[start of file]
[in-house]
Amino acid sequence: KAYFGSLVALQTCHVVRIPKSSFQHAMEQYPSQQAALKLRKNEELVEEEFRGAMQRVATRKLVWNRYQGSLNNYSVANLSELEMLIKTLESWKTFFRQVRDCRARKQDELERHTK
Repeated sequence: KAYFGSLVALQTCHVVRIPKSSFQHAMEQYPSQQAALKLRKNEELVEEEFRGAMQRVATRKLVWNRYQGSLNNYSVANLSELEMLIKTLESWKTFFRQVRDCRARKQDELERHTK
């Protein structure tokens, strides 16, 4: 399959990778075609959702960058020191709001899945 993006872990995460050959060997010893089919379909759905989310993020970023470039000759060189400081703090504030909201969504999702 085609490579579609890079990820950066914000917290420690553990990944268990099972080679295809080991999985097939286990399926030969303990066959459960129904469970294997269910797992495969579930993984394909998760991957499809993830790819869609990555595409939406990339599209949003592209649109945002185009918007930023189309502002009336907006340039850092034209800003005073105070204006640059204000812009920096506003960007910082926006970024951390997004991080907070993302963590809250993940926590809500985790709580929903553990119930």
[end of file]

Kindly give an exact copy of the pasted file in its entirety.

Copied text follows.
[in-house]
Amino acid sequence: KAYFGSLVALQTCHVVRIPKSSFQHAMEQYPSQQAALKLRKNEELVEEEFRGAMQRVATRKLVWNRYQGSLNNYSVANLSELEMLIKTLESWKTFFRQVRDCRARKQDELERHTK
Repeated sequence: KAYFGSLVALQTCHVVRIPKSSFQHAMEQYPSQQAALKLRKNEELVEEEFRGAMQRVATRKLVWNRYQGSLNNYSVANLSELEMLIKTLESWKTFFRQVRDCRARKQDELERHTK
């Protein structure tokens, strides 16, 4: 399959990778075609959702960058020191709001899945 993006872990995460050959060997010893089919379909759905989310993020970023470039000759060189400081703090504030909201969504999702 085609490579579609890079990820950066914000917290420690553990990944268990099972080679295809080991999985097939286990399926030969303990066959459960129904469970294997269910797992495969579930993984394909998760991957499809993830790819869609990555595409939406990339599209949003592209649109945002185009918007930023189309502002009336907006340039850092034209800003005073105070204006640059204000812009920096506003960007910082926006970024951390997004991080907070993302963590809250993940926590809500985790709580929903553990119930």